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The winter of 17/18 was a rough one for me. Not too many things felt like they had a purpose and everything just felt rather dull. Spring came along and things got a bit better. But I still felt far from happy. I tried over and over to find meaning. Sometimes I stumbled upon it, by a lake or in a smile. But it never seemed to stay long.

At some point in April I decided I wanted to be happy. Ever since I hiked the Pacific Crest Trail I knew I’d go on to hike other long trails. And even before the PCT, hiking the Appalachian Trail southbound had been a dream of mine. A few days later I booked my tickets to Maine, the northernmost state on the AT.

On June 27th I sat down on a plane in Stockholm and started a long day of travel. Once again flying across the Atlantic to the US, but this time to the opposite coast and unfamiliar territory. I landed in New York City an hour late and sprinted across two terminals at JFK to make my connecting flight. Barely making it, I sat down, dripping with sweat, as the plane lifted and was off to Bangor, Maine. The plane landed around midnight and I spent the next few hours sleeping on the airport floor.

Longest seeming corridor in the world

The next day I walked downtown to eat something and waste time until my ride arrived. I resupplied at Walmart and waited there, watching interesting people as time passed.

In the afternoon I was picked up by Yard Sale, a friend from last year on the PCT. She drove me to Millinocket where I had booked a stay at the AT Lodge, a hostel helping hikers with the logistical hardships of starting the trail.

Early the next morning I threw my backpack in in the back of a shuttle with twelve other hikers and we started the ride to Baxter State Park and the base of Katahdin (The Greatest Mountain). A bumpy ride and a less than motivating speech by Ole’ Man later, we arrived.

I took my first steps on the Appalachian Trail in the wrong direction. Don’t worry, it was on purpose. To touch the northern monument, you first need to summit Baxter Peak at the top of Katahdin. It’s 5 miles to the summit and is best described as more of a climb than a hike. Scrambling over rocks and avoiding wet roots for several hours, I made it to the summit around 11:30am. I sat up there for a long time, looking out at the 360 degree view and talking to Tinkerbell, Marcus and El Gringo Loco. Some friends I made the first day. We took our pictures with the sign and started walking back down.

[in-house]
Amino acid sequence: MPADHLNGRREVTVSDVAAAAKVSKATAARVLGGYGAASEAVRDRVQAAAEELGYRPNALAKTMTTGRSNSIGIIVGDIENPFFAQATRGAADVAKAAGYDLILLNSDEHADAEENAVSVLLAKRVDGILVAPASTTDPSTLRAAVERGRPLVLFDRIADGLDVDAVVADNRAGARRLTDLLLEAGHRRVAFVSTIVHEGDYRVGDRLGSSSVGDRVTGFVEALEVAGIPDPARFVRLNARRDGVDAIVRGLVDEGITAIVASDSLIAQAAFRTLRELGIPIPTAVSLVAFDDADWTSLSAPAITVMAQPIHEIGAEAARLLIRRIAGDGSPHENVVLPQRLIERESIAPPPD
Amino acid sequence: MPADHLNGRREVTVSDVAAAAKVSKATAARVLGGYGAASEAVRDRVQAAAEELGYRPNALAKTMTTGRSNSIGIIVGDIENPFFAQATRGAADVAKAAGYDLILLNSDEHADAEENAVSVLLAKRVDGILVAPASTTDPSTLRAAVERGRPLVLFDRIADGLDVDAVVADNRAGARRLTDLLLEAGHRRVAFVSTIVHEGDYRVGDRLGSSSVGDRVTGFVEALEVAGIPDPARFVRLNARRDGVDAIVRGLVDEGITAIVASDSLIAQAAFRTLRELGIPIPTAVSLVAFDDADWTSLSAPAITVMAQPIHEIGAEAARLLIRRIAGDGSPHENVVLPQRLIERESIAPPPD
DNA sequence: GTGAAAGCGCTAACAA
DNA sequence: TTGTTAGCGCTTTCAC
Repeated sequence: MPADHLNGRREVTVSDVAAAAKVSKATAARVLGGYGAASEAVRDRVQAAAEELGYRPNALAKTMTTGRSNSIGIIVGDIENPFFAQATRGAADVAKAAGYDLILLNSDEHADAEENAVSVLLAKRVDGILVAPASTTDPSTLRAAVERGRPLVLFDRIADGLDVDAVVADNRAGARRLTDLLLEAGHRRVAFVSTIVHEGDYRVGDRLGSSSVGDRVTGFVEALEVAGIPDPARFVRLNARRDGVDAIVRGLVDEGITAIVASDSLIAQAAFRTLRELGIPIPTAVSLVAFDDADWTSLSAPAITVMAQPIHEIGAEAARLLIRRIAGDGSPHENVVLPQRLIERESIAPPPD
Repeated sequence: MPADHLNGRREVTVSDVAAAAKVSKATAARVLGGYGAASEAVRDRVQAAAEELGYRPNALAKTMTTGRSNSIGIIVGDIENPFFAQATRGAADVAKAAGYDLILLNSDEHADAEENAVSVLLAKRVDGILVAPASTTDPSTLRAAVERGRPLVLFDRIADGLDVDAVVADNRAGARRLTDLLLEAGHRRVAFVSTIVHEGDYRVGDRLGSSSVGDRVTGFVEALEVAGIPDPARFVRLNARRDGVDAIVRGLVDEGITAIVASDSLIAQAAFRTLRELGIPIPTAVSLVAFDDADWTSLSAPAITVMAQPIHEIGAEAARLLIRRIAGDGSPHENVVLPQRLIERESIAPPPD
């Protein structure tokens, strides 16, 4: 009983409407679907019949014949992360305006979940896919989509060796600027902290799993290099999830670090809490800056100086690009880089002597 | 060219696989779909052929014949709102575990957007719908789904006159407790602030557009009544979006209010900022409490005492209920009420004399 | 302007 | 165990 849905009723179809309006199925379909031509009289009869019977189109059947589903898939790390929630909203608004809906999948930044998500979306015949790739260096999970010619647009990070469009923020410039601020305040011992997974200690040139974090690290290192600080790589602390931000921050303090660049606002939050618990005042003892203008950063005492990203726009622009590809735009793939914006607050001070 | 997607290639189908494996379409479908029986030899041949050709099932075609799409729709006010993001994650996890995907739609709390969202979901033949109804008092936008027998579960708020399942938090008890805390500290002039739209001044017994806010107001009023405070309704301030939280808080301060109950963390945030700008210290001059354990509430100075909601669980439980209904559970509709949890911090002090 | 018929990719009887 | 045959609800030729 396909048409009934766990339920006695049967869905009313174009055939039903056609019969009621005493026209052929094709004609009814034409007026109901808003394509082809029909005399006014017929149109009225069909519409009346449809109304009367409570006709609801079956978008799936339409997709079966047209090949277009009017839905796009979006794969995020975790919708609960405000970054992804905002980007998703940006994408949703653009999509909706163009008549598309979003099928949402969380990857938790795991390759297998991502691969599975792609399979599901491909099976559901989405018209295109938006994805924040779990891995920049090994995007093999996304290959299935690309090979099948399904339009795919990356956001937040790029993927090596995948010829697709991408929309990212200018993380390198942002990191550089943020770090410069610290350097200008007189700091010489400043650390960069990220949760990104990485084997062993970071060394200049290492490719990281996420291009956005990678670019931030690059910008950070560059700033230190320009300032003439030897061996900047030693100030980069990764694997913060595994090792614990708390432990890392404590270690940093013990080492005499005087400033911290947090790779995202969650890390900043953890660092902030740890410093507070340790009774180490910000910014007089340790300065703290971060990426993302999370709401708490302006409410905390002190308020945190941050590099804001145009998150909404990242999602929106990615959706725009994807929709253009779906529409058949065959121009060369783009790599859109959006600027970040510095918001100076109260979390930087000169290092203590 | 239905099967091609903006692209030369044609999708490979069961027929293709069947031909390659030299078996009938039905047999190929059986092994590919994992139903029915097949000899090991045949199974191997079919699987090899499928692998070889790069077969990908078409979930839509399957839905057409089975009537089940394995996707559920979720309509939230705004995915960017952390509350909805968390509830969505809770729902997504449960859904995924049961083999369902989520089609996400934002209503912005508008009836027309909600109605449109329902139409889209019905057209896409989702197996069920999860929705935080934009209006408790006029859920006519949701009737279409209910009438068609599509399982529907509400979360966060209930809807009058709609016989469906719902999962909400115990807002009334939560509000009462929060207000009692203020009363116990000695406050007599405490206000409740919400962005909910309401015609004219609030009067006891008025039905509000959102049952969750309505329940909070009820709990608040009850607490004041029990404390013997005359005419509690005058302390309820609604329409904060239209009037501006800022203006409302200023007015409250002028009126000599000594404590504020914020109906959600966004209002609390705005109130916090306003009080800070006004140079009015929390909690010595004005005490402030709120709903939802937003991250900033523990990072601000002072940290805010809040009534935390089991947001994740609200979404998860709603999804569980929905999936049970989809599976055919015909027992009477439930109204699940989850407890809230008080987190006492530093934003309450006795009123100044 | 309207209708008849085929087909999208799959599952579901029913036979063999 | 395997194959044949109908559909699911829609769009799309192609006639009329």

From left to right: Marcus, Tinkerbell, El Gringo Loco

Halfway down we were hit with poor weather and had to scramble back down the slippery, wet rocks. Needless to say, the way down took a lot longer. I wasn’t down until 5:30pm. Marcus and Tinkerbell were just behind but El Gringo didn’t show up. So we went to the Lean-to (three walled shelter made for backcountry camping) and made dinner.

At bedtime El Gringo still hadn’t showed up, so I started walking back in the dark, looking for him. Luckily he came down the mountain just after I got going. He had a hard time getting down because of the storm and the two showers of hail he was hit by. He was in good spirits though. We went back to the shelter and fell asleep within minutes.

I was nervous to start another trail, another journey. But that’s usually how it goes, when you get down to it, you’ll probably be too tired to even recognize it’s already begun. That it actually began long before the first steps. That it all begins with a dream, an idea, a decision.

The Last Part

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I’ve postponed this one quite a bit. This is the last post of my journey on the PCT. The post I wish I’d never have to write. To top it off, I managed to completely delete all the pictures of Washington I took with my camera. Luckily I still have a few on my phone.

I flew back to Washington after having finished the Sierra. I spent all day just trying to get out of Seattle. Just after nightfall, after countless failed hitchhiking attempts I made it back to Hiker Haven. There I met Baby Gap, Quibbles, Fresh Meat and Percolator.

The next morning we got a ride back to Stevens Pass and the trailhead. We had a large town breakfast and postponed heading into mountains. Just as I was about to begin hiking, I realised I forgot my poles at Hiker Haven. My tent doesn’t set up without poles, so I had to go back. I stayed another night, ate a lot of tangerines and got back to the trail early the next morning.